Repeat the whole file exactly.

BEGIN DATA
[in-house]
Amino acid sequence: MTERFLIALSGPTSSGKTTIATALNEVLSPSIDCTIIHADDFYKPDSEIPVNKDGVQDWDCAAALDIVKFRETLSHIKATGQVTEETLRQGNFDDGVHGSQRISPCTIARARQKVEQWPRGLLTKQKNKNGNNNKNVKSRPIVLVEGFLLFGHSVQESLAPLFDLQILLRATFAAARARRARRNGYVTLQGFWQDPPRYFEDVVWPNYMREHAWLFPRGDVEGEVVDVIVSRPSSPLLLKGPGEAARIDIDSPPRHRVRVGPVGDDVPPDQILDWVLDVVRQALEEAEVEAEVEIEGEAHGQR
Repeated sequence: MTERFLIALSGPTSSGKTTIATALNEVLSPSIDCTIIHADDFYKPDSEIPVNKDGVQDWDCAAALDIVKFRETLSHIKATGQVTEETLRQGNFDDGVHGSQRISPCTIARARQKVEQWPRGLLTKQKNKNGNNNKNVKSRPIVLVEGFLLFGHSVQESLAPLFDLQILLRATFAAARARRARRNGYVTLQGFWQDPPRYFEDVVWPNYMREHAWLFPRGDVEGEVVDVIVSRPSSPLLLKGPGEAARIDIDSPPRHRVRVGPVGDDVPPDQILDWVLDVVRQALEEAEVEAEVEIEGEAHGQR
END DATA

[in-house]
Amino acid sequence: MTERFLIALSGPTSSGKTTIATALNEVLSPSIDCTIIHADDFYKPDSEIPVNKDGVQDWDCAAALDIVKFRETLSHIKATGQVTEETLRQGNFDDGVHGSQRISPCTIARARQKVEQWPRGLLTKQKNKNGNNNKNVKSRPIVLVEGFLLFGHSVQESLAPLFDLQILLRATFAAARARRARRNGYVTLQGFWQDPPRYFEDVVWPNYMREHAWLFPRGDVEGEVVDVIVSRPSSPLLLKGPGEAARIDIDSPPRHRVRVGPVGDDVPPDQILDWVLDVVRQALEEAEVEAEVEIEGEAHGQR
Repeated sequence: MTERFLIALSGPTSSGKTTIATALNEVLSPSIDCTIIHADDFYKPDSEIPVNKDGVQDWDCAAALDIVKFRETLSHIKATGQVTEETLRQGNFDDGVHGSQRISPCTIARARQKVEQWPRGLLTKQKNKNGNNNKNVKSRPIVLVEGFLLFGHSVQESLAPLFDLQILLRATFAAARARRARRNGYVTLQGFWQDPPRYFEDVVWPNYMREHAWLFPRGDVEGEVVDVIVSRPSSPLLLKGPGEAARIDIDSPPRHRVRVGPVGDDVPPDQILDWVLDVVRQALEEAEVEAEVEIEGEAHGQR